WASHINGTON — U.S. health regulators on Thursday ordered Juul to withdraw its e-cigarettes from the market, in the latest blow to an embattled company widely blamed for sparking a surge in teen vaping in the country.
The action is part of a wide-ranging effort by the Food and Drug Administration to put the multi-billion dollar vaping industry under scientific scrutiny after years of regulatory delays.
The FDA said Juul should stop selling its tobacco and menthol flavored vaping device and cartridges. Those that are already on the market should be removed. The agency said that consumers are not prohibited from owning or using Juul products.
To stay in the market, companies must show that their e-cigarettes benefit public health. In practice, this means proving that adult smokers who use them are more likely to quit or reduce their smoking, while teenagers are less likely to become addicted.
The FDA noted that some of the biggest sellers, such as Juul, may have played a “disproportionate” role in the rise in vaping among teenagers. On Thursday, the agency said there was not enough evidence in Juul’s statement to show that marketing of its products is “fit to protect public health.”
Juul said he disagreed with the FDA’s findings and would seek to delay the ban while the company considers its options, including possible appeal and negotiations with regulators.
The FDA said in a statement that Juul’s filing left serious questions for regulators and did not provide enough information to assess any potential risks. The agency said the company’s research included “insufficient and conflicting data” about things like potentially harmful chemicals released from Juul cartridges.
“Without the data needed to determine the relevant health risks, the FDA issues these do not market orders.” This is stated in a statement by Michelle Mital, Acting Director of the FDA Tobacco Center.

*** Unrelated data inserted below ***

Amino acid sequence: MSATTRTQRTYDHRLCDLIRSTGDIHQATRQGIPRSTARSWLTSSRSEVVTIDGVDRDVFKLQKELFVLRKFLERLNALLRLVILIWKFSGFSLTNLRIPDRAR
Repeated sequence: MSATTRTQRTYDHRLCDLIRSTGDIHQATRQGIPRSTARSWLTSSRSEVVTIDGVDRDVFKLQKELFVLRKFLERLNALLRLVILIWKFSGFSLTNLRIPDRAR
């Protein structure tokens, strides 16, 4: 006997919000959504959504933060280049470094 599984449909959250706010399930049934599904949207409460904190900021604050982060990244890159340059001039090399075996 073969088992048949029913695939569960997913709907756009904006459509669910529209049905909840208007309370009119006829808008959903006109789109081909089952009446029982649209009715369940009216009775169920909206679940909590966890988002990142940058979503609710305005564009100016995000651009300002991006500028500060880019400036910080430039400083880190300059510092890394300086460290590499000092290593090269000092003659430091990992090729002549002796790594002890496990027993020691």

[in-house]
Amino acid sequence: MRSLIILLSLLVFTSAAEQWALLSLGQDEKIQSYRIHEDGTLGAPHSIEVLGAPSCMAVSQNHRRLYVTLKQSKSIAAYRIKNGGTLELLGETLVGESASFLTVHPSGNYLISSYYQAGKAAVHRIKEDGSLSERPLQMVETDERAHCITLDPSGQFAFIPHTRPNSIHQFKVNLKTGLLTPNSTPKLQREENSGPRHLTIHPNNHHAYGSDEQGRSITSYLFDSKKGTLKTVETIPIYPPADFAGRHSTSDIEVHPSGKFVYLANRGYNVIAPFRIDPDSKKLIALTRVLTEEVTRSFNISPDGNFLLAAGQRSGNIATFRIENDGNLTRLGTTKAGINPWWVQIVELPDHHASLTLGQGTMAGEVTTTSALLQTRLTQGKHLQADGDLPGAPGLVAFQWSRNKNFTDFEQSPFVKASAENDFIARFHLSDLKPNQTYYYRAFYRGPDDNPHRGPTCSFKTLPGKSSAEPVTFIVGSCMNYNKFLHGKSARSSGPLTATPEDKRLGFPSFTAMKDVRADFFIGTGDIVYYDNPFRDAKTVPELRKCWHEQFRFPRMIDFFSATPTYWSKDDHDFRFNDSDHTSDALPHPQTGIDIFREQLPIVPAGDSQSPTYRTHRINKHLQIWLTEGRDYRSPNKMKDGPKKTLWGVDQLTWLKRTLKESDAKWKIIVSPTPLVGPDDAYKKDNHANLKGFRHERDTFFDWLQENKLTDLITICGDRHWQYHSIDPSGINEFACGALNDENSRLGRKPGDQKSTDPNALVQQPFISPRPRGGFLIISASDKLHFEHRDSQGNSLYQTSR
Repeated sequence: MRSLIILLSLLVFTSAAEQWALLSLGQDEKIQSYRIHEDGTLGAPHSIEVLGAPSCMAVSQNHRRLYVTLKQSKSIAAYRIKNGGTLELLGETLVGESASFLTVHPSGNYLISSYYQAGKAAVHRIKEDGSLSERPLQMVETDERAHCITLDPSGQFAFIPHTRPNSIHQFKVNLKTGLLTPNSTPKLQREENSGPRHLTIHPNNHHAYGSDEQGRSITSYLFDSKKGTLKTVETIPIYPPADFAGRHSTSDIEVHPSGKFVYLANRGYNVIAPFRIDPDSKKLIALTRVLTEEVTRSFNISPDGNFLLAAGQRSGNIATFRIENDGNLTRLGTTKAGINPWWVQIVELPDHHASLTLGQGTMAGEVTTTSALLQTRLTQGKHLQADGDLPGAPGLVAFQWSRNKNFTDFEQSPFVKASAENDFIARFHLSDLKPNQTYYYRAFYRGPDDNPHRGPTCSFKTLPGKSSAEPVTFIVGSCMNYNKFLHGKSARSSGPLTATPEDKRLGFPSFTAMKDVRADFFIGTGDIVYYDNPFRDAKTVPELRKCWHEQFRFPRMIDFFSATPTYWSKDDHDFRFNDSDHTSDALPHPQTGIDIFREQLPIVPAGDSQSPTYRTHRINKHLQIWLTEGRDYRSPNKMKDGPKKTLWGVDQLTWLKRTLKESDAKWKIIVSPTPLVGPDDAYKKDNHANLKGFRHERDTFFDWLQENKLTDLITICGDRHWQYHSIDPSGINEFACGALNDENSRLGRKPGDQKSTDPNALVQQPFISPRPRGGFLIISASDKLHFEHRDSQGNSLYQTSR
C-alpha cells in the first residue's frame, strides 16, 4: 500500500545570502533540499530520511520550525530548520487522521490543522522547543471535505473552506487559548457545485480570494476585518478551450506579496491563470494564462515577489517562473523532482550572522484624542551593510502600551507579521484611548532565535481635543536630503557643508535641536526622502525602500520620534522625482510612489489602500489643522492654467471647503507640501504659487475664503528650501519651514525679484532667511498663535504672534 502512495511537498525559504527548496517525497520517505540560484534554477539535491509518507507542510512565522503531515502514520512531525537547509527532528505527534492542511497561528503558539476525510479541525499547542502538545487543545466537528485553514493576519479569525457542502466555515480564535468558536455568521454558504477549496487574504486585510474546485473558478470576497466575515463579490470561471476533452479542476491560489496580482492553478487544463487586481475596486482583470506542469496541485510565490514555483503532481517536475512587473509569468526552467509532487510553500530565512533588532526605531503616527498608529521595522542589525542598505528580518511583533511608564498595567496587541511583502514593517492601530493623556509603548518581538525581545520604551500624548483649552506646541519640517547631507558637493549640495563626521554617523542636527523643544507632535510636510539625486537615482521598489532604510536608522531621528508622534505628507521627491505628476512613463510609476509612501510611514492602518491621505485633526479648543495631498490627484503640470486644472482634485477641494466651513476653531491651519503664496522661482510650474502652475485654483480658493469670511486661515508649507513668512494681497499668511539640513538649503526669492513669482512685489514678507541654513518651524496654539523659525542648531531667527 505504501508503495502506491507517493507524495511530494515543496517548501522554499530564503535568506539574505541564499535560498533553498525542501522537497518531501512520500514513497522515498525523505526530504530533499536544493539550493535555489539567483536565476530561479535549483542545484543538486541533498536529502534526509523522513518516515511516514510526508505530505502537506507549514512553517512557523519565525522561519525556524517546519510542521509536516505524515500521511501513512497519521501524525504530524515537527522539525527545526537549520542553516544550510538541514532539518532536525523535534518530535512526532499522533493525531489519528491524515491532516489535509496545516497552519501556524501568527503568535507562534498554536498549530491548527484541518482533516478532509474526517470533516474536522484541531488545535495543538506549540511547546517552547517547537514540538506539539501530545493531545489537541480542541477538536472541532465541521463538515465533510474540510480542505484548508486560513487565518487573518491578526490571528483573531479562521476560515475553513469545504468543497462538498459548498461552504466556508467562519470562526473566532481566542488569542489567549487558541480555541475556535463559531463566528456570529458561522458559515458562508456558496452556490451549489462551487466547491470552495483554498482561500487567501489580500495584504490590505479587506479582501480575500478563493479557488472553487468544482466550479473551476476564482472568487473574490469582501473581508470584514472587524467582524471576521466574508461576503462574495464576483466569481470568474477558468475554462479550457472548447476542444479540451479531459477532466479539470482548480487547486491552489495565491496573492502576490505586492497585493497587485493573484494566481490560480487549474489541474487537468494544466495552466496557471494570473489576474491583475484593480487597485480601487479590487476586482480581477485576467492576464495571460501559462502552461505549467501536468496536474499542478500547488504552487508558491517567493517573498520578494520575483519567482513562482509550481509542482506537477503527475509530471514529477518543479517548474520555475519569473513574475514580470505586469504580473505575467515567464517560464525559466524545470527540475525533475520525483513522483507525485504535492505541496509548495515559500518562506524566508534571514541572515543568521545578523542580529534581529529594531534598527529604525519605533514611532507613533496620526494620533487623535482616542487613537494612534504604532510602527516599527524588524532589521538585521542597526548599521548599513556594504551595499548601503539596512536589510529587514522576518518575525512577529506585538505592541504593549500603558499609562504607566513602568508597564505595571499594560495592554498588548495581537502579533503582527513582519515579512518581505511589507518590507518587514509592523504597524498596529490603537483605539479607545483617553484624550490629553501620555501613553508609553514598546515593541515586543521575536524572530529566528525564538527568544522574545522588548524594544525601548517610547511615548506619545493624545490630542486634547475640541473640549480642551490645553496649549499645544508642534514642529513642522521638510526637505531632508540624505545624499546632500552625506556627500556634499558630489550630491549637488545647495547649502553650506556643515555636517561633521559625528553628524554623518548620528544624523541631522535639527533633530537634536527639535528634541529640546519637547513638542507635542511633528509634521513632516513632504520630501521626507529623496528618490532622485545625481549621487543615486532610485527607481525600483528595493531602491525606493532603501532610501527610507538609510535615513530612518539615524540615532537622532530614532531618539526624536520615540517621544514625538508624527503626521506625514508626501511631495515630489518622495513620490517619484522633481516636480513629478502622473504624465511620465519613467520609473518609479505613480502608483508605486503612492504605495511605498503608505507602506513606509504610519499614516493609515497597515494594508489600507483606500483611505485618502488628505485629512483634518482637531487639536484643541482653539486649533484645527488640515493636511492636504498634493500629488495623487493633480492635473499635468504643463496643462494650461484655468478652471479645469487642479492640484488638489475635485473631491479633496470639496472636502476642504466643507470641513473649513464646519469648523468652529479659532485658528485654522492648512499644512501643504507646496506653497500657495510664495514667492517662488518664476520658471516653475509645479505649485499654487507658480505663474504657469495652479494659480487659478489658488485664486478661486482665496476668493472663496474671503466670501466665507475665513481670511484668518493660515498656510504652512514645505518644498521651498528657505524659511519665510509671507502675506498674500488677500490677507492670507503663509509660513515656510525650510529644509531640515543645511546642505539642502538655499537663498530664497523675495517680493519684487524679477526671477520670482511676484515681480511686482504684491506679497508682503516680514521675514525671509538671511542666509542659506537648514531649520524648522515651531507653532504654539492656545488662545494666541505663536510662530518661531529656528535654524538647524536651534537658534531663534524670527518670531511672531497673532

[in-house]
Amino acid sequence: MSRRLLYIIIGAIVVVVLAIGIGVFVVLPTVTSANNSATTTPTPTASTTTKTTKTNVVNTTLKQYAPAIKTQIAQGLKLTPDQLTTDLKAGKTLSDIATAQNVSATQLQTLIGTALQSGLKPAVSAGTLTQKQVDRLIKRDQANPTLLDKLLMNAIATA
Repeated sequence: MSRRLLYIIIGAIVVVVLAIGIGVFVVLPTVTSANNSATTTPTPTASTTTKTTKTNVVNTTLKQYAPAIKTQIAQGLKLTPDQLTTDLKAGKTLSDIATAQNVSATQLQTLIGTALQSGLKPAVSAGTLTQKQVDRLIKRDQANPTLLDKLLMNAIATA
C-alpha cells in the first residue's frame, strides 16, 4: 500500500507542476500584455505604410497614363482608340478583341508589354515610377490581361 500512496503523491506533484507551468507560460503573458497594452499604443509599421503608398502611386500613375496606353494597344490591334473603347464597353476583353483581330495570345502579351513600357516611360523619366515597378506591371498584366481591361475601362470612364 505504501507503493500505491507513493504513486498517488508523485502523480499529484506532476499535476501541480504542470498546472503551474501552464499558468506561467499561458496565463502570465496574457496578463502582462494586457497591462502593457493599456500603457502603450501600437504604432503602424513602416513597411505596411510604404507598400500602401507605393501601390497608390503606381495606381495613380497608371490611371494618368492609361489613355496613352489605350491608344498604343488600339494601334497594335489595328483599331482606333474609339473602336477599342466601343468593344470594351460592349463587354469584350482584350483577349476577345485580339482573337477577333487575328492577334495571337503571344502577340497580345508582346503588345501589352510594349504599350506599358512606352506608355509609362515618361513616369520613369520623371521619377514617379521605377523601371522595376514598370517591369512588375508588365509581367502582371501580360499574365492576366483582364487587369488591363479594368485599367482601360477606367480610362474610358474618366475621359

Joe Murillo, Juul’s director of regulation, said in a company statement that Juul has provided sufficient information and data to resolve all issues raised by regulators. He noted that the company’s application, filed more than two years ago, included comparisons with combustible cigarettes and other products.
He said it also contained information about the potential harmful effects of the company’s products.
Since last fall, the FDA has given the go-ahead for tobacco-flavored e-cigarettes from RJ Reynolds, Logic, and others. But industry players and tobacco advocates complain that these products account for only a tiny percentage of the US $6 billion vaping market.
The agency said Thursday that people who use Juul products or smokers who want to quit cigarettes and cigars can switch to FDA-approved e-cigarettes.
Regulators have repeatedly delayed decisions on devices from market leaders, including Juul, which remains the top-selling vaping brand even though sales have fallen.
Last year, the agency turned down applications for more than a million other e-cigarettes and related products, largely due to their potential appeal to underage teens.
Anti-tobacco groups hailed the FDA’s move, with the American Lung Association calling it “long overdue and long overdue.” The American Vapor Manufacturers Association said it was a “shameful decision”.